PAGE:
Investors expect infrastructure investments to provide certain performance characteristics — cash yields, low volatility and inflation hedging are some of these — but it is not enough to simply acquire an asset and expect these benefits to flow forth. When setting expectations, investors should understand that how a transaction is structured is as important as buying a good asset in the first place.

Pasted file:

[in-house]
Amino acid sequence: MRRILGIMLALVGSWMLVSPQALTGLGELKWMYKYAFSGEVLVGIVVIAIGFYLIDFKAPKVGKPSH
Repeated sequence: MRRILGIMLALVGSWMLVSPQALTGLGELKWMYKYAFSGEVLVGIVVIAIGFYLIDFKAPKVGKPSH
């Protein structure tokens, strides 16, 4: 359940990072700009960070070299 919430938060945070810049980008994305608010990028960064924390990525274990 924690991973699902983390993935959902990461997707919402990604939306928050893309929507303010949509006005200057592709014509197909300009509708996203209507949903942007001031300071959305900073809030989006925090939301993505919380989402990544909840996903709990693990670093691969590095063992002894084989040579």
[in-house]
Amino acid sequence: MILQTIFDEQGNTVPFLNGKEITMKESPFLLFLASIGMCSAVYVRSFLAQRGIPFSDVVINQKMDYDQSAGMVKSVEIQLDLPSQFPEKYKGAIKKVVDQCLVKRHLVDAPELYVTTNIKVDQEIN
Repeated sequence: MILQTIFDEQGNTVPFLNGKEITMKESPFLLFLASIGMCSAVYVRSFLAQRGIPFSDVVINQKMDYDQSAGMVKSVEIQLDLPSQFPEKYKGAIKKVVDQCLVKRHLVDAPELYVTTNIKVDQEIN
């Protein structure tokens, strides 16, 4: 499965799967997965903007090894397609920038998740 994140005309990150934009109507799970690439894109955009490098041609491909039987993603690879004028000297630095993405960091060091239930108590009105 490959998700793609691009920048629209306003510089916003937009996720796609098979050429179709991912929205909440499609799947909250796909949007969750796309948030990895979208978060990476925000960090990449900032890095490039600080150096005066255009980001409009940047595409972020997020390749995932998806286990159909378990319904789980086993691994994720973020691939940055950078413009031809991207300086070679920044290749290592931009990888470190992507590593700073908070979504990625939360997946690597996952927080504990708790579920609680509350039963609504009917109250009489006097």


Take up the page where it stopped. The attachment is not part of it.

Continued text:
Few dealmakers would argue that deal structuring can paper over a poorly understood transaction or a mismatch in a group of stakeholders’ deal objectives. It is a trite, but true, notion that infrastructure deals are like marriages. If you get the match wrong in the beginning, the next 20 years are going to be a struggle. But there is no doubt that thoughtful deal structures can play a significant role in moving infrastructure investments forward and in improving the chances they deliver expected returns.
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